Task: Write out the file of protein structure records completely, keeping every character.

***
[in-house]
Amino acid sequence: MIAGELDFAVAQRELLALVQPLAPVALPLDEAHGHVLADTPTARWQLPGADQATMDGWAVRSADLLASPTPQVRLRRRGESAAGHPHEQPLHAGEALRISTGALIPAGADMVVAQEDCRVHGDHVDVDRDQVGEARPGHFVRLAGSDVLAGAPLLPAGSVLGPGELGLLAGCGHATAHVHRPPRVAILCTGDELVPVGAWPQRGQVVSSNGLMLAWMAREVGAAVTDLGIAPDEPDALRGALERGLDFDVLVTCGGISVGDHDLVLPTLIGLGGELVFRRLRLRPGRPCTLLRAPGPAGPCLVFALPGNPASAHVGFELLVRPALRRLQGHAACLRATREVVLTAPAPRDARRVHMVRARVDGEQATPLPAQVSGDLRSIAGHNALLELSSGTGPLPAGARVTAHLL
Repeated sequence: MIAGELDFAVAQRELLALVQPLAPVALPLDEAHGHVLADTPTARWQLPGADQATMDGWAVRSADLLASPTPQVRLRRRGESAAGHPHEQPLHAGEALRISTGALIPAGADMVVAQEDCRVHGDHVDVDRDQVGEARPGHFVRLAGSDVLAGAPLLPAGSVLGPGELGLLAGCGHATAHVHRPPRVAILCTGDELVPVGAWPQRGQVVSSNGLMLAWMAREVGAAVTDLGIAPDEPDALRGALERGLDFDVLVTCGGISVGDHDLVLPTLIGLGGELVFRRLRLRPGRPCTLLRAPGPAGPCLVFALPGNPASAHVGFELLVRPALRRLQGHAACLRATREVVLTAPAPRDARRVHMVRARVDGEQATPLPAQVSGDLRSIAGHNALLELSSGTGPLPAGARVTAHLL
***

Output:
[in-house]
Amino acid sequence: MIAGELDFAVAQRELLALVQPLAPVALPLDEAHGHVLADTPTARWQLPGADQATMDGWAVRSADLLASPTPQVRLRRRGESAAGHPHEQPLHAGEALRISTGALIPAGADMVVAQEDCRVHGDHVDVDRDQVGEARPGHFVRLAGSDVLAGAPLLPAGSVLGPGELGLLAGCGHATAHVHRPPRVAILCTGDELVPVGAWPQRGQVVSSNGLMLAWMAREVGAAVTDLGIAPDEPDALRGALERGLDFDVLVTCGGISVGDHDLVLPTLIGLGGELVFRRLRLRPGRPCTLLRAPGPAGPCLVFALPGNPASAHVGFELLVRPALRRLQGHAACLRATREVVLTAPAPRDARRVHMVRARVDGEQATPLPAQVSGDLRSIAGHNALLELSSGTGPLPAGARVTAHLL
Repeated sequence: MIAGELDFAVAQRELLALVQPLAPVALPLDEAHGHVLADTPTARWQLPGADQATMDGWAVRSADLLASPTPQVRLRRRGESAAGHPHEQPLHAGEALRISTGALIPAGADMVVAQEDCRVHGDHVDVDRDQVGEARPGHFVRLAGSDVLAGAPLLPAGSVLGPGELGLLAGCGHATAHVHRPPRVAILCTGDELVPVGAWPQRGQVVSSNGLMLAWMAREVGAAVTDLGIAPDEPDALRGALERGLDFDVLVTCGGISVGDHDLVLPTLIGLGGELVFRRLRLRPGRPCTLLRAPGPAGPCLVFALPGNPASAHVGFELLVRPALRRLQGHAACLRATREVVLTAPAPRDARRVHMVRARVDGEQATPLPAQVSGDLRSIAGHNALLELSSGTGPLPAGARVTAHLL